Next year’s presidential election is, by wide agreement, likely to be the most important election of a generation, if not more. It’s no exaggeration to suggest that the fate of American democracy could be determined by this election. The incumbent president clearly has designs to dismantle the rule of law. To stop him, the Democratic nominee will have to be ready to handle what will inevitably be the ugliest campaign in modern history.
That’s why it’s not great that, on both sides of the aisle, the word bubbling up to describe both the Republican president and the frontrunner for the Democratic nomination is “rambling.”
I put the word “rambling” into a Google news search on Friday morning, and the results weren’t pretty. There was a neck-in-neck race between Donald Trump and former Vice President Joe Biden for who could garner more coverage with that damning word, or with synonyms like “meandering” or “incoherent.”
“A rambling Biden maintains the status quo,” reads the headline at the Boston Globe.
“As Democrats Debate, Trump Offers Alternative: A Rambling Speech,” reads a New York Times headline.
Beyond headline adjectives, the articles about Biden in the Democratic primary debate Thursday and Trump’s counterprogramming speech in Baltimore focused heavily on both men’s inability to handle the baseline duty of the politician, which is to communicate ideas clearly to voters.
Biden’s performance at the Democratic debate was often confused, but the standout moment came when he was asked what needed to be done to “repair the legacy of slavery ” and he answered by saying that parents need social workers because “they don’t know what to play the radio” or to “make sure you have the record player on at night,” a technology that only twee hipsters use anymore. (I am one, so don’t @ me.)
That comment was incoherent yet still somehow kind of racist, a combo that’s increasingly coming to define the Biden campaign.
Trump, let it be said, was no more coherent Thursday, despite having the benefit of a teleprompter. He ranted about how energy-efficient lightbulbs are the reason why “I always look orange” and made fun of Rep. Alexandria Ocasio-Cortez, D-N.Y., and Mayor Pete Buttigieg of South Bend, Indiana, for having Spanish and Maltese surnames (respectively). He called his vice president “Mike Pounce.”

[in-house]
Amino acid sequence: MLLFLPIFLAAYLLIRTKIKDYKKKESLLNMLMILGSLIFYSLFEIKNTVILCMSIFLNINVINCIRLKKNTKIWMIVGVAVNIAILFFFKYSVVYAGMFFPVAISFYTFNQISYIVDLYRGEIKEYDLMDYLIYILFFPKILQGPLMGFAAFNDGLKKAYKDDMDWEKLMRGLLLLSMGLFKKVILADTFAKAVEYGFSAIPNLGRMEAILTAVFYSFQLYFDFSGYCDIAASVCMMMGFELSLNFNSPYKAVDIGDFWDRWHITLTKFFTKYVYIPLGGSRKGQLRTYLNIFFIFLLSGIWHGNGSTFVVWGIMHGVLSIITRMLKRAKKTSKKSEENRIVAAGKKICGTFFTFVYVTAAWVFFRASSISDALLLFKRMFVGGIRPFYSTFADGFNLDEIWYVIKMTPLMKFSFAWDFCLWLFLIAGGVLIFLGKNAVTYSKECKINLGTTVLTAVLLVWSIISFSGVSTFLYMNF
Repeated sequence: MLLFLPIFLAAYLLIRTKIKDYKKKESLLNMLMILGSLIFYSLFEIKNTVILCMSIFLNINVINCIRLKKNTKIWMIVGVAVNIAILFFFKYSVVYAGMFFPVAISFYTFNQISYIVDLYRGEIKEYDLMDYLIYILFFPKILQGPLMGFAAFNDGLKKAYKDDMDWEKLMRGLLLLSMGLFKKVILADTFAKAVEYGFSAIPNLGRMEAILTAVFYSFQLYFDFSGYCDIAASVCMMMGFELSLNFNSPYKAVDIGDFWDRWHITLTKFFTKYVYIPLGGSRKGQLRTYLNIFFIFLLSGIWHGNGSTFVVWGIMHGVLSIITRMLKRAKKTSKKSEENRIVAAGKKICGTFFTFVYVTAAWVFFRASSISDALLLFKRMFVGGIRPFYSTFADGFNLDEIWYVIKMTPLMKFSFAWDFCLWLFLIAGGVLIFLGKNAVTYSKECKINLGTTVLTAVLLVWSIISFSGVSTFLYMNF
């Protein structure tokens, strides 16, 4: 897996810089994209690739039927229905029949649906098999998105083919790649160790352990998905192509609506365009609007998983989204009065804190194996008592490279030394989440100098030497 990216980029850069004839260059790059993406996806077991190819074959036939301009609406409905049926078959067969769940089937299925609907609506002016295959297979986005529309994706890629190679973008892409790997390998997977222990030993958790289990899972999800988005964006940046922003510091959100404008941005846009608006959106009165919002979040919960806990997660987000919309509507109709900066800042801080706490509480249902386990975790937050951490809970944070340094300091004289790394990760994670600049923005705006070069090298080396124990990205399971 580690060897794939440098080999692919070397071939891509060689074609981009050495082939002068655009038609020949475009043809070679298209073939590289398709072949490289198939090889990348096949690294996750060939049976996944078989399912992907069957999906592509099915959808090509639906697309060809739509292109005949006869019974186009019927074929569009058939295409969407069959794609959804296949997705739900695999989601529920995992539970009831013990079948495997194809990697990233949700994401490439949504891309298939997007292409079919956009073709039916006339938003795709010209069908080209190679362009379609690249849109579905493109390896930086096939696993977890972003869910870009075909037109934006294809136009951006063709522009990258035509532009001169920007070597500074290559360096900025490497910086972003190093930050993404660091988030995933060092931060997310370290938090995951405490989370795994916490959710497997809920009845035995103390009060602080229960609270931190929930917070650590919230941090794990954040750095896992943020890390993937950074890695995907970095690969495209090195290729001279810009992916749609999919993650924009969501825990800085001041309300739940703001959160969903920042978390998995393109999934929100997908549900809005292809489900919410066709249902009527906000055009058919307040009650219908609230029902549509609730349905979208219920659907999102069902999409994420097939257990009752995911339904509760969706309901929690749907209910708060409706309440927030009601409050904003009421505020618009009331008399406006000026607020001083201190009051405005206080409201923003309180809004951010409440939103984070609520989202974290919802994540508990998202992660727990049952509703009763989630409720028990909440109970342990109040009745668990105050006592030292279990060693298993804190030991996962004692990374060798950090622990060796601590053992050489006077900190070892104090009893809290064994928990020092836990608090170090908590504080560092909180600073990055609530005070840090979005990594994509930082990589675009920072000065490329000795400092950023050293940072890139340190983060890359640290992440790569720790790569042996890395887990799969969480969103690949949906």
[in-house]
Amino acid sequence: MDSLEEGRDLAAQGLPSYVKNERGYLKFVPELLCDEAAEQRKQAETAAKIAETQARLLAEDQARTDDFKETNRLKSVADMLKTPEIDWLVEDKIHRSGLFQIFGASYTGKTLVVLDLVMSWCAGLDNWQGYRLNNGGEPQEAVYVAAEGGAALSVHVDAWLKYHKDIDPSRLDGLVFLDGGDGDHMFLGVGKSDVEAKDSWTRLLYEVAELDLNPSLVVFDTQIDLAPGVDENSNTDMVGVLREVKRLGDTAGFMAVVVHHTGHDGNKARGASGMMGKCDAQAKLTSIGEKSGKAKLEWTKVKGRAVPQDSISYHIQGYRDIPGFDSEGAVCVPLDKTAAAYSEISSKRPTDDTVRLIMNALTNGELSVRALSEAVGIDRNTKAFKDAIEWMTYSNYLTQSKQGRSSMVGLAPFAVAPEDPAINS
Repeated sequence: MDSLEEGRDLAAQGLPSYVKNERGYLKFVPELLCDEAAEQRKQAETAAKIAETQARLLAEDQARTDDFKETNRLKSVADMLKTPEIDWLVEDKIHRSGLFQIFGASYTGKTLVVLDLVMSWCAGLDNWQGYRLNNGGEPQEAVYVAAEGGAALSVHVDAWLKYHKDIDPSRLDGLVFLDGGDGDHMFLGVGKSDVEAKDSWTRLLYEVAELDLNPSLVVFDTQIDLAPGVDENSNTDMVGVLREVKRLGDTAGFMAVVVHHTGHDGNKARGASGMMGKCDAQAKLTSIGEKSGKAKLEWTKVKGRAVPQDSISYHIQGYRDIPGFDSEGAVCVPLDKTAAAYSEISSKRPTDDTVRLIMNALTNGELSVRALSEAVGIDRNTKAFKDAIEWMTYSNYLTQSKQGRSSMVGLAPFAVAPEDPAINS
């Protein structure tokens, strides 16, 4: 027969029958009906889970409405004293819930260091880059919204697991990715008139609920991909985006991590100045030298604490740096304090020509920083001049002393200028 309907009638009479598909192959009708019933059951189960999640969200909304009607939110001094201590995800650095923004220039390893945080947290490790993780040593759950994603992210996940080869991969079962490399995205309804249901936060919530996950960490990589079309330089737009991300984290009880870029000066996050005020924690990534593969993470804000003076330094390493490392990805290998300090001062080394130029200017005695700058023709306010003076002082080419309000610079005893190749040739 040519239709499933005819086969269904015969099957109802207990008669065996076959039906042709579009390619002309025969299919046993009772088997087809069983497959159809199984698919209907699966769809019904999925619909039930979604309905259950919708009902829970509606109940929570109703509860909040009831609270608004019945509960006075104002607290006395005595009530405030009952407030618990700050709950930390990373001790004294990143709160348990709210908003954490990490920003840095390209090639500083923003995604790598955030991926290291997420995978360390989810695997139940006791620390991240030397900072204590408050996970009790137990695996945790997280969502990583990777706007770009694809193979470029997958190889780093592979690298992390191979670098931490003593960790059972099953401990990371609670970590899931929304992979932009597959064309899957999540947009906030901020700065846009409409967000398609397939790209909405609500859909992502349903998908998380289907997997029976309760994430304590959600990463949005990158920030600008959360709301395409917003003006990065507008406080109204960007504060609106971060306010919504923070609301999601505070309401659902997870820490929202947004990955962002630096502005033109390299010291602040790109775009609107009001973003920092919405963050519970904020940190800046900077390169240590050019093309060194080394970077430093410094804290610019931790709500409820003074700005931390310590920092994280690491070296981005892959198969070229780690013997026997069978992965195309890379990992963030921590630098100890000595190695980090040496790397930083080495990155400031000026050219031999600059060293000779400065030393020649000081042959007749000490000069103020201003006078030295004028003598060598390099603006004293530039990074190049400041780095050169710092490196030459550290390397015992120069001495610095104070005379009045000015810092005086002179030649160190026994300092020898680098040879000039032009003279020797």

It was incoherent and super-duper racist, a combo that has come to define the Trump presidency.
This is a admittedly touchy subject, talking about the possibility of an election defined by two older men — Biden is 76 and Trump is 73 — rambling nonsense at audiences and at each other. Certainly, people are within their rights to say it was ageist when former HUD Secretary Julián Castro taunted Biden for allegedly forgetting the details of his own health care plan.
Ironically, Biden was actually keeping his story straight on that particular subject. But it’s also fair to note that he repeatedly lost the plot during the debate and appeared, at one point, to forget Sen. Bernie Sanders’ name.
Concerns about mental acuity aren’t just about age. After all, Sanders is older than both of those men, at 78. Like him or not, he’s sharp and energetic, and no one can deny he communicates his ideas well. Sen. Elizabeth Warren is slightly younger, at 70, but has the wit and energy of a woman half her age. Such is the great injustice of the aging process, which impacts different people at different rates for different reasons, often reasons beyond their control.
It’s not fun to think about, especially since the unpleasantness of age is coming for us all. But we have to talk about it. This is the presidency of the United States. Sharpness, clarity and coherence matter.
With Biden and Trump, it might not even be about age, or at least just about age. The rambling and incoherence is just as likely the result of both men living lives of almost unimaginable privilege for decades, Trump as a celebrity businessman and Biden as a U.S. senator, starting in 1972, followed by eight years as vice president.
These two men, in other words, are simply used to being able to prattle on, confident that people around them will nod indulgently, rather than challenge them to make sense. Anyone who has been around powerful older men has likely witnessed this behavior, even without neurological decline. It’s hard to stay coherent when no one ever demands it of you.
Biden and Trump have gone soft. Trump was likely always soft, drifting through life on his daddy’s money. And the kid-glove treatment that Biden has grown accustomed to was evident in the way the media covered Castro’s insults, as cable-news pundits rushed forward to shame Castro instead of considering, for a moment, whether he has a point about the dangers of running a candidate who can’t keep track of what he’s saying.